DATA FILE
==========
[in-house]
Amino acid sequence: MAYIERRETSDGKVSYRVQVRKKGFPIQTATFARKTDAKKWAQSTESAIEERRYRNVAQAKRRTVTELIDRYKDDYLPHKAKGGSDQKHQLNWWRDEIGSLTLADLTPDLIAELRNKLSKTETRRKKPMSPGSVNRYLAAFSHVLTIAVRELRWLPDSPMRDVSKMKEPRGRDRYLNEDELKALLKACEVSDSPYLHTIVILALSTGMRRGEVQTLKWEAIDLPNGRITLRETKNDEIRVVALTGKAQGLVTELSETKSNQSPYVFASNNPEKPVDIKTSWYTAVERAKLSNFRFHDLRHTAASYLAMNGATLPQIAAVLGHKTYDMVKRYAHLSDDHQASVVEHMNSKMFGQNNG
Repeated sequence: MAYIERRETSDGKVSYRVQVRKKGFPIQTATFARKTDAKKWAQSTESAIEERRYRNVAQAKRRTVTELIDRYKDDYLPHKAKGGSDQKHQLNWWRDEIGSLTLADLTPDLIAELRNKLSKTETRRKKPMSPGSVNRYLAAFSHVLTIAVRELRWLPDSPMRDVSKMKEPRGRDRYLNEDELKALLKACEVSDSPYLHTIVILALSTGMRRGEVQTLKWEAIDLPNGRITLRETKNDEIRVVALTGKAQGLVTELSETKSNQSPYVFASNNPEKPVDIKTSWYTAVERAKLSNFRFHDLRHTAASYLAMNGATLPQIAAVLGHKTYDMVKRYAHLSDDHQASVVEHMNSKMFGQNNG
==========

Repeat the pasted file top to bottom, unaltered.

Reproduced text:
[in-house]
Amino acid sequence: MAYIERRETSDGKVSYRVQVRKKGFPIQTATFARKTDAKKWAQSTESAIEERRYRNVAQAKRRTVTELIDRYKDDYLPHKAKGGSDQKHQLNWWRDEIGSLTLADLTPDLIAELRNKLSKTETRRKKPMSPGSVNRYLAAFSHVLTIAVRELRWLPDSPMRDVSKMKEPRGRDRYLNEDELKALLKACEVSDSPYLHTIVILALSTGMRRGEVQTLKWEAIDLPNGRITLRETKNDEIRVVALTGKAQGLVTELSETKSNQSPYVFASNNPEKPVDIKTSWYTAVERAKLSNFRFHDLRHTAASYLAMNGATLPQIAAVLGHKTYDMVKRYAHLSDDHQASVVEHMNSKMFGQNNG
Repeated sequence: MAYIERRETSDGKVSYRVQVRKKGFPIQTATFARKTDAKKWAQSTESAIEERRYRNVAQAKRRTVTELIDRYKDDYLPHKAKGGSDQKHQLNWWRDEIGSLTLADLTPDLIAELRNKLSKTETRRKKPMSPGSVNRYLAAFSHVLTIAVRELRWLPDSPMRDVSKMKEPRGRDRYLNEDELKALLKACEVSDSPYLHTIVILALSTGMRRGEVQTLKWEAIDLPNGRITLRETKNDEIRVVALTGKAQGLVTELSETKSNQSPYVFASNNPEKPVDIKTSWYTAVERAKLSNFRFHDLRHTAASYLAMNGATLPQIAAVLGHKTYDMVKRYAHLSDDHQASVVEHMNSKMFGQNNG